Author: Yanli Lin1, Rongxiang Tang2, Todd S Braver2
1 Department of Psychological and Brain Sciences, Washington University in St. Louis, St. Louis, MO, 63130, USA. email@example.com.
2 Department of Psychological and Brain Sciences, Washington University in St. Louis, St. Louis, MO, 63130, USA.
Conference/Journal: Psychon Bull Rev
Date published: 2021 Oct 4
Other: Special Notes: doi: 10.3758/s13423-021-02008-6. , Word Count: 207
Research investigating the effects and underlying mechanisms of mindfulness on cognitive functioning has accelerated exponentially over the past two decades. Despite the rapid growth of the literature and its influential role in garnering public interest in mindfulness, inconsistent methods in defining and measuring mindfulness have yielded variable findings, which contribute to the overall dearth of clear generalizable conclusions. The focus of this article is to address the lack of cohesion in the collective methodologies used in this domain by providing a new perspective grounded in classic cognitive and experimental psychology principles. We leverage the concept of converging operations to demonstrate how seemingly disparate research strategies can be integrated towards a more unified and systematic approach. An organizing taxonomic framework is described to provide useful structure in how mindfulness can be operationalized, measured, and investigated. We illustrate the rationale and core organizing principles of the framework through a selective review of studies on mindfulness and cognitive control. We then demonstrate the utility of the approach by showing how it can be applied to synthesize extant methodologies and guide the development of future research. Specific suggestions and examples pertaining to experimental design and statistical analysis are provided.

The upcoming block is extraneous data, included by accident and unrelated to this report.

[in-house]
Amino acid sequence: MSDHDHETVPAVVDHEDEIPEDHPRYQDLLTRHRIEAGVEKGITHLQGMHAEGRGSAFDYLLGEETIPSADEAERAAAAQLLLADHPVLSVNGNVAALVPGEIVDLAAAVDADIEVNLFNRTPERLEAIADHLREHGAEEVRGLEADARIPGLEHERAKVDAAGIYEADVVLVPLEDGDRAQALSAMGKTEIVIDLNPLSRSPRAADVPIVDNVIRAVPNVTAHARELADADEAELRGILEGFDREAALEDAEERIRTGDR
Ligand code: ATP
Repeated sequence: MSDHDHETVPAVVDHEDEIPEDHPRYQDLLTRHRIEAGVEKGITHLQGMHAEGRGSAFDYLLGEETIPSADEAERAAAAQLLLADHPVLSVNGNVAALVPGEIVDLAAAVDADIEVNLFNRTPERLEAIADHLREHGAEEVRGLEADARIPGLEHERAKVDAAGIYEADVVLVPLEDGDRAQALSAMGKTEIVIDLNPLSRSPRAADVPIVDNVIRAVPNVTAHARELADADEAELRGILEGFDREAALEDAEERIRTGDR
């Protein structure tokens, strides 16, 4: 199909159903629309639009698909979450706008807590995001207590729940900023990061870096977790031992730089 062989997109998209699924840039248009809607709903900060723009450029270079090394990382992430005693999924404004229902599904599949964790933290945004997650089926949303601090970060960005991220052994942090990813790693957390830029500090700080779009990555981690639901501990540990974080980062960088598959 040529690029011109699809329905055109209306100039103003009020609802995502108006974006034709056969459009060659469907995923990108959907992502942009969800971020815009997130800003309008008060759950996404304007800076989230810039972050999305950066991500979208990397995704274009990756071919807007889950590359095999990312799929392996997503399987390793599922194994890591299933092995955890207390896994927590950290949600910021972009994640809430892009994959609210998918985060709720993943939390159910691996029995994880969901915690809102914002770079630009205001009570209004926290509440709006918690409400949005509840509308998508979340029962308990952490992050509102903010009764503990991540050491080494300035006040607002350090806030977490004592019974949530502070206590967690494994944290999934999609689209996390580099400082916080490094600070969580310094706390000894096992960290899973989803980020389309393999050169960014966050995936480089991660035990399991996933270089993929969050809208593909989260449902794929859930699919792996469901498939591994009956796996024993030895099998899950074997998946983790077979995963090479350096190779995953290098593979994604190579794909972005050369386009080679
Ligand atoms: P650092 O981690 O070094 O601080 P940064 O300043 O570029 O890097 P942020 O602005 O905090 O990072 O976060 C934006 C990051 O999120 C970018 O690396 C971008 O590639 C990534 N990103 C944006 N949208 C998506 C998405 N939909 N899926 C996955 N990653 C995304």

Keywords: Cognition; Cognitive control; Meditation; Mindfulness.
PMID: 34608602 DOI: 10.3758/s13423-021-02008-6